Peter Bolton King – expect prices to fall by around 8-12% in 2011, and a recovery is at least 4 years away.

  • Garth Timms 2nd December 2010 at 3:21 pm

    Ha ha, typical estate agent showing why he wasn’t bright enough to do anything better!! Of course it’s self serving, essentially you are demanding that banks share holders lend on a falling asset.

  • A Has Been 2nd December 2010 at 3:18 pm

    Agree with GHU. Rich coming from an EA!!

  • David Carter 2nd December 2010 at 2:03 pm

    A timely and pertinent observation by Peter Bolton King. The marginal easing of LTVs that we have seen does nothing to feed the mortgage hunger, particularly for that critical group of potential first time buyers upon whom many knock-on sales depend. As a generalisation, my experience is that lenders seem focused on finding ways of disrupting the lending process rather than facilitating transactions.

    I fail to understand why there should be such a large discrepancy between those on existing tracker rates and those trying to source a new fixed or tracker loan. Money supply? Increasing profits (othewise sanitised in the term ‘balance-sheet rebuilding’)

  • Gray Haired Underwriter 2nd December 2010 at 1:59 pm

    Typical Estate Agent – has absolutely no idea of the realities of finding mortgage funding or indeed the cost of those funds or the capital requirments laid down by the FSA. Wonder how he would feel if he borrowed money at 3% and was then forced to keep a quarter of it in a Government bond paying 0.5%.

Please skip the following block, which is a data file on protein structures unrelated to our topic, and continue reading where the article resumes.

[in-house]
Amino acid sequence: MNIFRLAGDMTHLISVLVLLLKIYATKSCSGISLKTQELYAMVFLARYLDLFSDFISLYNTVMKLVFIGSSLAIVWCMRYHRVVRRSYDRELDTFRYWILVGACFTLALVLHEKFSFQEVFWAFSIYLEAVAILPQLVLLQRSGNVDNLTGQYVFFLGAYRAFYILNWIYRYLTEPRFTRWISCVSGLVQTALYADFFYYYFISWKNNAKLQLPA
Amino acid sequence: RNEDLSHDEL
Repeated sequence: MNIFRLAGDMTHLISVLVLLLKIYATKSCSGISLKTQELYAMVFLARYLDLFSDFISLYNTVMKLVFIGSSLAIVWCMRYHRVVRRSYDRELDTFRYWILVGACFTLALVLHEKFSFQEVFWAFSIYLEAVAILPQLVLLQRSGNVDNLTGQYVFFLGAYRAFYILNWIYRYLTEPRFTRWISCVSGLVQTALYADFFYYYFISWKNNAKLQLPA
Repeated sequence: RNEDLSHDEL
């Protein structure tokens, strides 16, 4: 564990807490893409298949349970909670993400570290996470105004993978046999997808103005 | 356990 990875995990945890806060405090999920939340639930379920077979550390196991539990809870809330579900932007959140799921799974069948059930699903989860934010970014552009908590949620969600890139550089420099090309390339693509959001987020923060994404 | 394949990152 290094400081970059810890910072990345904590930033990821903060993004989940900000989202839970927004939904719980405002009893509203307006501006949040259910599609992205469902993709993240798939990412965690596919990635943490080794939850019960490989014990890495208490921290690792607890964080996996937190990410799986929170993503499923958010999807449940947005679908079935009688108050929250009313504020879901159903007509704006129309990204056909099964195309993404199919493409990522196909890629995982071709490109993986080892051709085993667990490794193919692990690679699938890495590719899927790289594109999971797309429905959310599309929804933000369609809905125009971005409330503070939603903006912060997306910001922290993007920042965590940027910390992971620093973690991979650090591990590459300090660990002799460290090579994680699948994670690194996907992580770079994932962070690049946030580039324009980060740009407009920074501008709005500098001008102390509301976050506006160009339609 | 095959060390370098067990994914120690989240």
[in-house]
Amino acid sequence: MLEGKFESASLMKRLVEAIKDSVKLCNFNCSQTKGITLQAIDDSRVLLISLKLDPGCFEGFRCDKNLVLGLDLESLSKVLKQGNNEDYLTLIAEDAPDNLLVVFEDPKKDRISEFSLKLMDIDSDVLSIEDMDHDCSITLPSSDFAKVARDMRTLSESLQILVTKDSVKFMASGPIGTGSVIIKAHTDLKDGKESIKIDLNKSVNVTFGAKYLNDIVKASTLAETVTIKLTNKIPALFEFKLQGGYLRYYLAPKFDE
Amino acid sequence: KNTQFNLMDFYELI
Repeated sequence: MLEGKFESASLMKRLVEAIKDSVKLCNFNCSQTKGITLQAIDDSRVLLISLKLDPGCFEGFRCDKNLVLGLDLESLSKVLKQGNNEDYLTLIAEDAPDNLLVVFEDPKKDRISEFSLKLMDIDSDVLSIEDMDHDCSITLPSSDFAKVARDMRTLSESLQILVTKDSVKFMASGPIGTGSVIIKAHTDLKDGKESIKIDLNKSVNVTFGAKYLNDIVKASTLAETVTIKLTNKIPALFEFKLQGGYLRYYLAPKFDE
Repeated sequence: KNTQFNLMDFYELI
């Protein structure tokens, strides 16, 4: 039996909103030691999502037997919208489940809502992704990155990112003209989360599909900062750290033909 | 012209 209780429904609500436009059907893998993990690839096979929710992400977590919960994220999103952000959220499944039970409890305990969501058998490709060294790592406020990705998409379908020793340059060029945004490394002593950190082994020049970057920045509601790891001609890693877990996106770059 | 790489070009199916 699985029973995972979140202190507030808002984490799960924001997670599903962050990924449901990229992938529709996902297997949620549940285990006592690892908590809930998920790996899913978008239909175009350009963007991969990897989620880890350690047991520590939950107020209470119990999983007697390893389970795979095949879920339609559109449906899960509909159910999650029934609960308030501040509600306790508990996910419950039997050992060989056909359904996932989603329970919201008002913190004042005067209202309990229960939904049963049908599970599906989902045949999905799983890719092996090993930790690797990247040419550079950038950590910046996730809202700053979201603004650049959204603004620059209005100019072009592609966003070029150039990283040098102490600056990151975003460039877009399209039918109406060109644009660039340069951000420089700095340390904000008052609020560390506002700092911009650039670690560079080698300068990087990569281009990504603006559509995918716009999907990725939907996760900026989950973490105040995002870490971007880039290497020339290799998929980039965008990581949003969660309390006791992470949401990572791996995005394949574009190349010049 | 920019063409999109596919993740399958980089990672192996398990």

And as for the self serving statement!! talk about glass houses and stones. Sorry but I have worse experience of estate agents than of any other group involved in property. For some unknown reason they think they can question and berate the lender about an application that they have no legal right to get involved with.

  • Charles Haresnape 2nd December 2010 at 1:44 pm

    In the interests of balance I wonder if a large lender wishes to comment on cost of funds, capital allocation costs and therefore true margin and availability of capital for higher LTV?

  • John Lacy 2nd December 2010 at 1:42 pm

    I’m sorry Mr Bolton King but your ignorance is showing. The banks don’t have the money to lend—no ifs, buts or maybes they haven’t got the money and will have even less next year when they have to start paying back the money from the Special Liquidity Scheme.
    The market should have been allowed to correct fully first time round but because of ill-planned meddling we will now have a poor market for probably another 5 years.